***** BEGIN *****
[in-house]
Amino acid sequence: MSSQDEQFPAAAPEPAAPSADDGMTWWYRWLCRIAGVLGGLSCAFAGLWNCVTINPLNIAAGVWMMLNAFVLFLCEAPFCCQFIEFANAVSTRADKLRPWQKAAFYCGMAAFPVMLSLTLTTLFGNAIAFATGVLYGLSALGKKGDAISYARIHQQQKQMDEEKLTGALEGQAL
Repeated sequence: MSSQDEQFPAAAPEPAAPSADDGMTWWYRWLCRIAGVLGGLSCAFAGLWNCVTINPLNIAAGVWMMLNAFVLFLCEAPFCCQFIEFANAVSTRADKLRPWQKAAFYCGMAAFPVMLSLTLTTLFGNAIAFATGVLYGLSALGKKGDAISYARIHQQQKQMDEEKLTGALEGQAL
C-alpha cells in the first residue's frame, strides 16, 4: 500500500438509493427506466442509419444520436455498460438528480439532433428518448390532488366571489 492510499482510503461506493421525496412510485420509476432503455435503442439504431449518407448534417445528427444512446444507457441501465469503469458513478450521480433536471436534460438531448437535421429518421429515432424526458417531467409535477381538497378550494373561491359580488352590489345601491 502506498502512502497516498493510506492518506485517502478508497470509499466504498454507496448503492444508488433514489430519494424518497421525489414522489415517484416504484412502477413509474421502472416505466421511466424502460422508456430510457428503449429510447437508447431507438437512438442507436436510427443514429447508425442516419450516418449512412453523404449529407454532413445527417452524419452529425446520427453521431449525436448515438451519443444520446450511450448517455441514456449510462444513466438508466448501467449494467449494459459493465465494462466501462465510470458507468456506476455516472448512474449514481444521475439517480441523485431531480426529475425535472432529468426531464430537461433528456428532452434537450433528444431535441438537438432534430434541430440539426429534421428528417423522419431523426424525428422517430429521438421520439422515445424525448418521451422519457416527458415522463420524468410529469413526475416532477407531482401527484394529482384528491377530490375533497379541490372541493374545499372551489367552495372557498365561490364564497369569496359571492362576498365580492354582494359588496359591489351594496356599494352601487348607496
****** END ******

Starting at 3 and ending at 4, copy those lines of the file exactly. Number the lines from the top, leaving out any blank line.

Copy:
Repeated sequence: MSSQDEQFPAAAPEPAAPSADDGMTWWYRWLCRIAGVLGGLSCAFAGLWNCVTINPLNIAAGVWMMLNAFVLFLCEAPFCCQFIEFANAVSTRADKLRPWQKAAFYCGMAAFPVMLSLTLTTLFGNAIAFATGVLYGLSALGKKGDAISYARIHQQQKQMDEEKLTGALEGQAL
C-alpha cells in the first residue's frame, strides 16, 4: 500500500438509493427506466442509419444520436455498460438528480439532433428518448390532488366571489 492510499482510503461506493421525496412510485420509476432503455435503442439504431449518407448534417445528427444512446444507457441501465469503469458513478450521480433536471436534460438531448437535421429518421429515432424526458417531467409535477381538497378550494373561491359580488352590489345601491 502506498502512502497516498493510506492518506485517502478508497470509499466504498454507496448503492444508488433514489430519494424518497421525489414522489415517484416504484412502477413509474421502472416505466421511466424502460422508456430510457428503449429510447437508447431507438437512438442507436436510427443514429447508425442516419450516418449512412453523404449529407454532413445527417452524419452529425446520427453521431449525436448515438451519443444520446450511450448517455441514456449510462444513466438508466448501467449494467449494459459493465465494462466501462465510470458507468456506476455516472448512474449514481444521475439517480441523485431531480426529475425535472432529468426531464430537461433528456428532452434537450433528444431535441438537438432534430434541430440539426429534421428528417423522419431523426424525428422517430429521438421520439422515445424525448418521451422519457416527458415522463420524468410529469413526475416532477407531482401527484394529482384528491377530490375533497379541490372541493374545499372551489367552495372557498365561490364564497369569496359571492362576498365580492354582494359588496359591489351594496356599494352601487348607496